13 Responses to “Pinkcast 2.25: This is how to ask for help.”

  1. Paul Fenner says:

    Hi Dan,

    I am wondering about you think about asking for help on a social media site such as LinkedIn? Specifically, if I am asking my network for help in searching for businesses who could use my service. You mentioned not asking help in a group email, not sure a group social media platform would be the same?

    Thanks and appreciate these Pinkcasts,


  2. Terri says:

    I work with first generation students to prepare them for college and this is THE obstacle they cannot seem to overcome. Most seniors who appealed their graduation status, when asked, “How did you get to this place where you have to appeal?” said, “I didn’t ask for help.” That killed my soul and has led me on a quest to find ways to make them ask for help! Any suggestions?

  3. William says:

    Excellent advice!

  4. This was concise, pertinent, and as usual, you made it interesting!! Thanks for bringing the good read awards to my attention. Check done for you and James!! You rock!

  5. Dan Janal says:

    Yes, very helpful. Thanks for sharing. I love the specific examples which are clear, concise – and most important – easily repeatable.

  6. My husband always says that I “beat around the bush” when I make requests. Your Pinkcast clearly identified how I need to ask and still feel I’m being polite. Helpful tip!

  7. Michael says:

    I voted twice. Always enjoy your Pinkcasts. Thank you.

  8. Nisar says:

    Voted for When in the GoodReads poll!

    I’ve mentioned this book enough with my friends, peers and team that they think I’m getting paid! Truly eye opening read.

    Also the field description above should read ‘email’ …my first response to ‘Mail’ was really?

  9. Jane says:

    Recently fractured my ankle. I just used this advice to ask a friend for a lift. They were pleased and I avoid a 2 bus journey to my next medical appointment

  10. Nita Leland says:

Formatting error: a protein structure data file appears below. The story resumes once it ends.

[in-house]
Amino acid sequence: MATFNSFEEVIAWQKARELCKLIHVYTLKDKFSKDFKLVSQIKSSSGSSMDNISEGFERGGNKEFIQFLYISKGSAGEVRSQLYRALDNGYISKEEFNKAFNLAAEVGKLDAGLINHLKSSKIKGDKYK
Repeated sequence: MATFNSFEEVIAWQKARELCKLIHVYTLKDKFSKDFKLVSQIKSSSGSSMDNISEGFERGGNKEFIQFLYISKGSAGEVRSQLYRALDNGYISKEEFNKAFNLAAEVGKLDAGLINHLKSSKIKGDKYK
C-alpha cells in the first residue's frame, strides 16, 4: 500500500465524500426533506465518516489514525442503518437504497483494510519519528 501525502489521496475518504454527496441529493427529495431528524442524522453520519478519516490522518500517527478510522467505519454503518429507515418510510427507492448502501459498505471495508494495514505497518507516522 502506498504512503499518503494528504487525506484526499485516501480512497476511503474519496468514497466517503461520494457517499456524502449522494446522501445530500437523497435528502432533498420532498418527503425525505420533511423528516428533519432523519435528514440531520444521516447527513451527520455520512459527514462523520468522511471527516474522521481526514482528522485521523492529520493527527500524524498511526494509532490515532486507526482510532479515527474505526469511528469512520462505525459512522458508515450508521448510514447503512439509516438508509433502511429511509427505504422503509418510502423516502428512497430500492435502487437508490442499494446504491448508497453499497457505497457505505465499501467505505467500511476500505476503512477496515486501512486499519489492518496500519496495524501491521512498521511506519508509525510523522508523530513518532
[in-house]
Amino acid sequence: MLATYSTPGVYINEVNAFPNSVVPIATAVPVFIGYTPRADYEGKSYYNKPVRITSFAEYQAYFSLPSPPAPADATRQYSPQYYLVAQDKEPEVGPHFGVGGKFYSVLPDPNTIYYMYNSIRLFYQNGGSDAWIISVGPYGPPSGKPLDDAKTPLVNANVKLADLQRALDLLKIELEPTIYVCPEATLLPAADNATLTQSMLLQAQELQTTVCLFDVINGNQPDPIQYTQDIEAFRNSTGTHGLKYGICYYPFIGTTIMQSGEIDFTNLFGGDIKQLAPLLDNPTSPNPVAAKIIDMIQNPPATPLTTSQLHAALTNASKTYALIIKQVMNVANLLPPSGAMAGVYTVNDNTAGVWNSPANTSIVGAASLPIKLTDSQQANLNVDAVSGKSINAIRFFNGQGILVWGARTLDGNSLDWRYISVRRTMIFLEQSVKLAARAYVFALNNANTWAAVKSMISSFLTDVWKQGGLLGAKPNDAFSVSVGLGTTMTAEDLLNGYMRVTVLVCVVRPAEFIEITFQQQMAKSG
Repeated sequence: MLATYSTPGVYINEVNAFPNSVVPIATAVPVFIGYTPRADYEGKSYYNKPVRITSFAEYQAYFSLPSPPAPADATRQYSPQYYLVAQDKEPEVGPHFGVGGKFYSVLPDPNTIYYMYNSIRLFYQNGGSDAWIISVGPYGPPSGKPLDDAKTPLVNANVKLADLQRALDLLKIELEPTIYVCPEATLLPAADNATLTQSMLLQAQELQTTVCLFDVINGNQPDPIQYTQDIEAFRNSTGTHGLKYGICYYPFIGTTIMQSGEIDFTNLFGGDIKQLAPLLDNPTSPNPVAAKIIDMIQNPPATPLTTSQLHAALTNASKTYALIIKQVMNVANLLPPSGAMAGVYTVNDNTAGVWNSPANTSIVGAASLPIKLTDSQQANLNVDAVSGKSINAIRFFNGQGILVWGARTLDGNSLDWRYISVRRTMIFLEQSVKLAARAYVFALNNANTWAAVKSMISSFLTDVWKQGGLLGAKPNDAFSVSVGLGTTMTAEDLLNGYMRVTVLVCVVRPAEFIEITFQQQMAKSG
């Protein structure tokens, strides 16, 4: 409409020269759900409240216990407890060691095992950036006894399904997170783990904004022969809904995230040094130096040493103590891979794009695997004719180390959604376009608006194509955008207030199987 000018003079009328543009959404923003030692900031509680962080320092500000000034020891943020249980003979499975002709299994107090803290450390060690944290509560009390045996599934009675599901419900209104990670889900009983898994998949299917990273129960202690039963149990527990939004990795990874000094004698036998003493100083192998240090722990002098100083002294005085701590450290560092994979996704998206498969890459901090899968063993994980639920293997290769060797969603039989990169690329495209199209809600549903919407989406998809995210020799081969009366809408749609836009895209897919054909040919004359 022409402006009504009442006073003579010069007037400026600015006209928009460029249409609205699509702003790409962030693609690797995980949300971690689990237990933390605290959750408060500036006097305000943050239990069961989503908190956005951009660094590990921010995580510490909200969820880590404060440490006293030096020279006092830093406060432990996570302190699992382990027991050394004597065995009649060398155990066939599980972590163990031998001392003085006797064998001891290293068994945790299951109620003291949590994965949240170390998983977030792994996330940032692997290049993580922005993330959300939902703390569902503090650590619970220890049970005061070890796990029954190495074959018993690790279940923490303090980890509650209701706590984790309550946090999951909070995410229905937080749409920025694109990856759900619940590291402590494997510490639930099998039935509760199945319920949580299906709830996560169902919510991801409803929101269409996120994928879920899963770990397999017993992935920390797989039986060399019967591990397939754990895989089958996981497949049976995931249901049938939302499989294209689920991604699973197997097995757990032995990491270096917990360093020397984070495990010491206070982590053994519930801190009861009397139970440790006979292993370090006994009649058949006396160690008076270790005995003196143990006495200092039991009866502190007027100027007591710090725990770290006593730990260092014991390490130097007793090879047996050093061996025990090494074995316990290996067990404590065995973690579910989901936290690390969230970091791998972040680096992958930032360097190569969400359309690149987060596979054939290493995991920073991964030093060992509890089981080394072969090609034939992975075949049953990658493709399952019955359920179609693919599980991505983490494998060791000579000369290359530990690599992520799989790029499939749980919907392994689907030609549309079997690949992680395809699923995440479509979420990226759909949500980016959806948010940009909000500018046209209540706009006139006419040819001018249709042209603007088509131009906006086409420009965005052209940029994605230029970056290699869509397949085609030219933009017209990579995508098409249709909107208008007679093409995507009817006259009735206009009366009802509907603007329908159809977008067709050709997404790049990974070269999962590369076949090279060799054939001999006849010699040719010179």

Thanks for the short course in asking. Timely for me right now!

  11. Dzmitry says:

    The last part is especially important if you work in a company with many people. My job has 300+ individuals, some of which routinely email for help to the entire office, and consequently get low response. I found that people are always willing to help, if you ask them in person, though they may not always be able to help at that particular time. Reading your book now, Dan, thanks again!

  12. Lisa Reinhart says:

    After six weeks of applying for jobs that are outside of my present field, I began mulling over the possibility of doing something unconventional. Chip and Dan Heath mention the practice of ooching in their book “Decisive…” and that idea has stuck with me since I read about it five years ago.

    Of course, gaining permission to enter a workspace with the hope of shadowing an employee or “test-driving” their terrain would require some major social/business finesse, so your do and don’t video was quite timely, Dan! I’ll follow your advice and let you know how it turns out.

  13. Never underestimate the “ask” with a “what’s in it for you” rider. I’m asked for help by about 500 people a month – mentoring, coaching, free editing, “look at my manuscript,” or “I’m homeless now what?” questions. Most are requests for answers, advice, or free work. I just don’t have the time. When a young mechanic came to me this week with a request for “help” his email read, “I need someone to write up information for my new website. I can’t afford to pay you, but I can guarantee you four hours of mechanical work at your home or office in exchange for your help.” Wow. I’m in. I’ve offered to babysit, cook, or write reports for those I’ve asked for help for things I couldn’t do. I took over something THEY needed help with if they were to help me. If you ask a co-worker for help, volunteer to get them a coffee, or cover the phones, or do whatever they need doing if it will help them help you. Don’t take other people’s time for granted. And offer to help if you’re always the one asking. People are more likely to help you if there’s a payoff for them in it.

    A client I’ve helped for two years stepped up to the plate to help me, unasked, find a hospital and a discount or free surgery I need to regain my voice (Paralyzed vocal cord for life due to a flu virus – very common apparently).

    It’s hard to ask for help, especially if we have to ask more than once in a blue moon. But these are great tips. Thank you!

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